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Brian J. W. Lee is a writer. When he's not writing, he's plotting to plunge the world in a deep chasm of terror, darkness and screams. Sorry, did I get carried away?

Monday, 19 September 2016

A Typical Day in the Life of Brian

When my schoolmates and friends said that our days in university will be missed, I scoffed at them. I, for one, felt then that my life could use a little more freedom from the lecture halls and professors and academic straitjacket. I needed focus, I needed the space to do what I want, to write and eventually get published.

As some of you may know, I couldn't even wait for the exams to be over to get crackin' and clackin' words on a page, and I nearly got retained for it. But those were the days! With that crisis over and my graduation guaranteed, I would move on dedicate my life fully to literary pursuits.

Back then, my days were centred around putting words on a page. I had no other occupations, ambitions nor passion.

  • I would wake up in the morning. Usually at 9+ am.

  • Have a good breakfast, the most important meal of the day.

  • Then I let my mind dig in on some reading, as well as games, and sometimes television. This helps with inspiration and ungrounding the mind for creative pursuits.

  • Human interaction is important too, especially with 'fresher' people, rather than ancient contacts you'd known all your life who tends to be grouchy. Learning about people is important. The estranged writer trope is certainly a rare case.

  • As you may have noticed, I don't write in the mornings. I don't always write in the afternoons, but I do it common enough.

  • I work out 1,000 words throughout the afternoon (sometimes), evening, night and midnight.

  • On average, I write about 500 words an hour, or 8.33 words a minute. This is likely due to the auxiliary activities of a writer: thinking, plotting, planning, immediate edits, rewriting, etc. So, 2 hours a day of writing, unless I'm filling backlog or catching up with deadlines.

  • My work tends to be spread out with chores (such as laundry or exercising) and entertainment/inspiration in between.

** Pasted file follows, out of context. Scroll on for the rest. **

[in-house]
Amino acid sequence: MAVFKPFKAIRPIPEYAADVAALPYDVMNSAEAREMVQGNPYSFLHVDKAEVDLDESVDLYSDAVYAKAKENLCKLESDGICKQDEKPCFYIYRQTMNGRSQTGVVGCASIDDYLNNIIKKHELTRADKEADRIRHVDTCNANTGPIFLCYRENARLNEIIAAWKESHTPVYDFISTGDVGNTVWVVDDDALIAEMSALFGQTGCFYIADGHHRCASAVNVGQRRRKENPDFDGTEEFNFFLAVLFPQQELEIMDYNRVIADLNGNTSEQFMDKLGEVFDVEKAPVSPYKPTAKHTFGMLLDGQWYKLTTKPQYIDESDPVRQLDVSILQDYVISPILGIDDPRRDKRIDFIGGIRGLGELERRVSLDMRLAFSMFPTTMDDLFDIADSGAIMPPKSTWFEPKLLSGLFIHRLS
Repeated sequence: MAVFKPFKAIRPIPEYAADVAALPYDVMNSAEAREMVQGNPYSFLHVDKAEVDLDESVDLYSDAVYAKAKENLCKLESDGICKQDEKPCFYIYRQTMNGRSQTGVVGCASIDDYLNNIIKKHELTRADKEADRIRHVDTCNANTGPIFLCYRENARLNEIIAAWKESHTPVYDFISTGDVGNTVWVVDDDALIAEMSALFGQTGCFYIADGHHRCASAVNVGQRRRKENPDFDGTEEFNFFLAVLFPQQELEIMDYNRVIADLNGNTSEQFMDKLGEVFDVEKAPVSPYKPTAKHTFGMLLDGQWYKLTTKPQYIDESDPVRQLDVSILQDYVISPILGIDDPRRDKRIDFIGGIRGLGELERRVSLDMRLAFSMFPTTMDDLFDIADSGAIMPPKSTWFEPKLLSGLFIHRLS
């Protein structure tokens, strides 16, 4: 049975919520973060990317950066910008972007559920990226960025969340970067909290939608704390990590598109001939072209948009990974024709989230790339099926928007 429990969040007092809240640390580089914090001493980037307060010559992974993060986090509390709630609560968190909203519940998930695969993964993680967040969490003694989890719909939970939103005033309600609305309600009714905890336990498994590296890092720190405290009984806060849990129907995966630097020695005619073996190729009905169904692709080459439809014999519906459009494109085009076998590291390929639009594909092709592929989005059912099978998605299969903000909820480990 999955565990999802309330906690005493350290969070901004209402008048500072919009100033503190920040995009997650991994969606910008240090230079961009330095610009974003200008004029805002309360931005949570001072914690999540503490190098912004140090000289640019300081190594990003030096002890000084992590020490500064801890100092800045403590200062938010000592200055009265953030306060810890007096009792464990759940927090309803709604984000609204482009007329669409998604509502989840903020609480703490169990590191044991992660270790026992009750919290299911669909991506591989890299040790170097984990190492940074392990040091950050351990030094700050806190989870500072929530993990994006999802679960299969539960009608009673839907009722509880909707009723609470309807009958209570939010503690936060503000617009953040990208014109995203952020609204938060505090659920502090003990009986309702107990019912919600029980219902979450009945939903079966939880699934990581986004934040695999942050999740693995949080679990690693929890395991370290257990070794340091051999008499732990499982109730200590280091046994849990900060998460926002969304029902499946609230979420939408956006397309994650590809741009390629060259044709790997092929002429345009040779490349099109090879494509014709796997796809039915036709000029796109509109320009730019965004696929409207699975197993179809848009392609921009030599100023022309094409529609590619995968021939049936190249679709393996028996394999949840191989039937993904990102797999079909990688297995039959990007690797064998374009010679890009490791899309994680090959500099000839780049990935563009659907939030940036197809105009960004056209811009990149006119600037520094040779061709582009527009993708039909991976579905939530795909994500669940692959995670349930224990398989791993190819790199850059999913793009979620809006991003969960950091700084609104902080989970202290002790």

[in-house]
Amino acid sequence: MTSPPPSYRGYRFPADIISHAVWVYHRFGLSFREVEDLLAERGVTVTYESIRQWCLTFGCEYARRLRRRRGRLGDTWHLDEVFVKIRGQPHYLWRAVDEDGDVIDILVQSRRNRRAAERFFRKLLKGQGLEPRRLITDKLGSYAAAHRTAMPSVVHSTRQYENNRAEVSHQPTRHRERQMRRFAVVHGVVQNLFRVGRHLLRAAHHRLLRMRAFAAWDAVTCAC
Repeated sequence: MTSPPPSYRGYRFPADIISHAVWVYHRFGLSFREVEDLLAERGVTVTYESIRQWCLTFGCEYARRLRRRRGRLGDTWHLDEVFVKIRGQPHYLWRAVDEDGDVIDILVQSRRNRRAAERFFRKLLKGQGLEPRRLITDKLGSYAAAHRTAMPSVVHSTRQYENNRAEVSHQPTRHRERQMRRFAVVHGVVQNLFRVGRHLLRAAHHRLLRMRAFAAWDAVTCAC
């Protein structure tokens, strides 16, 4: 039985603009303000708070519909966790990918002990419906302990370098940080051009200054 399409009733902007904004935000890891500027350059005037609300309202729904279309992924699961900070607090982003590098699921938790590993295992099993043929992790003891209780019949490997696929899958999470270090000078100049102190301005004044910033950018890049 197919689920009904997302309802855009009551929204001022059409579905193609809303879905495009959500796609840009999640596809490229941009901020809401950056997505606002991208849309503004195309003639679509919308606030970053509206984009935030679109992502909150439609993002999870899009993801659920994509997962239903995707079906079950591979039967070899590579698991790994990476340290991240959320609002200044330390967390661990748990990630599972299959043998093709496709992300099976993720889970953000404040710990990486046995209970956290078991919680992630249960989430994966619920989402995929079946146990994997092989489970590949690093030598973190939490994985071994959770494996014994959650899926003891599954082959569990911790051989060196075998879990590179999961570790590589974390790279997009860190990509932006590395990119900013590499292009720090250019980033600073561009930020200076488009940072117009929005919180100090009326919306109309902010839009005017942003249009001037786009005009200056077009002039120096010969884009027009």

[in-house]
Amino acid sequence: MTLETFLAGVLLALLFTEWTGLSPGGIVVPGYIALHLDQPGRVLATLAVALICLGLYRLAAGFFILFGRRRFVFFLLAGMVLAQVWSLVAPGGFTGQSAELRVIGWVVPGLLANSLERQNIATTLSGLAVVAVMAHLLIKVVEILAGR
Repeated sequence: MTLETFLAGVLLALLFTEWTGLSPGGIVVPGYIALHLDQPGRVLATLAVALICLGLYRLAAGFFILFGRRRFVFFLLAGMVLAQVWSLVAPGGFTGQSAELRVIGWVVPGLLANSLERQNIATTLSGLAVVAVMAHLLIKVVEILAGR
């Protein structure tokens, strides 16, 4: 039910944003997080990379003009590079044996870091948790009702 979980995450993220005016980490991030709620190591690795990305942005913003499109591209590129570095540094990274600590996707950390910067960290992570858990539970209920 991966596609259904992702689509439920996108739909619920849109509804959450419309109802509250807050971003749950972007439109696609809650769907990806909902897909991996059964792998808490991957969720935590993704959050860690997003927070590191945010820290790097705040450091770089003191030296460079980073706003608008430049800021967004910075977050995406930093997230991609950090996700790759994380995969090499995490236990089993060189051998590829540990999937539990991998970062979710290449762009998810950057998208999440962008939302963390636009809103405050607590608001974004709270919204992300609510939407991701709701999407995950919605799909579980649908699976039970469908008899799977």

• If the day is good, or if I have backlog to fill or deadlines to fear, I can easily put down up to 2,000 to 4,500 (my record) words.

  • Sleep by 12+ to 1+ am.

But those days are over. I am now a working adult, That means wrapping all that around my day job. The most important thing is to breathe life into my world at the end of the day. Thus evolves my schedule:

  • Wake up in the morning at 6:45am.

  • Have a good breakfast.

  • Go to work.

  • Work will provide much of the human interaction you need. A narrow spectrum, but nonetheless just enough.

  • Entertainment and inspiration will have to be squirrelled in here and there, in tiny spurts, usually from the internet in between tasks.

  • Similarly, my writing will have to be squeezed in between tasks.

  • Back home, time will be taken up by chores (including laundry and exercise) and Triple-A grade entertainment and inspiration. On some days, I teach tuition for a side income.

  • More writing to be done at home. It should all add up to 1,000 words by the end of the day. This can sometimes be achieved entirely in office.

  • Sleep by 12:45am, though sometimes unconsciousness sets in as early as in the middle of writing at 11+ pm.

  • The weekends can present a chance to go back to a more writing-centred routine as in the above, but exhaustion may render it difficult.
Yep, so that's basically my life these days. Writing has been forcibly displaced as the first love of my life, with me getting dragged into a shotgun wedding with my job by the necessities of survival. An affair is inevitable. It kinda helps that my 'wife' treats me poorly, with poor benefits, mediocre pay, lousy work culture and all the pride sapped by poor clients and even poorer business and job prospects.

My plan for the future is to somehow achieve greater focus in my writing, and push up my output to 2,000 words a day, which is neutral on the Stephen King scale. That means 4 hours of writing, on average, a day.

Hopefully, with that kind of breakthrough, I might even be able to achieve writing-nirvana, and put in over 4,000 words on some days when I transcend the worldly worries that are holding me back.

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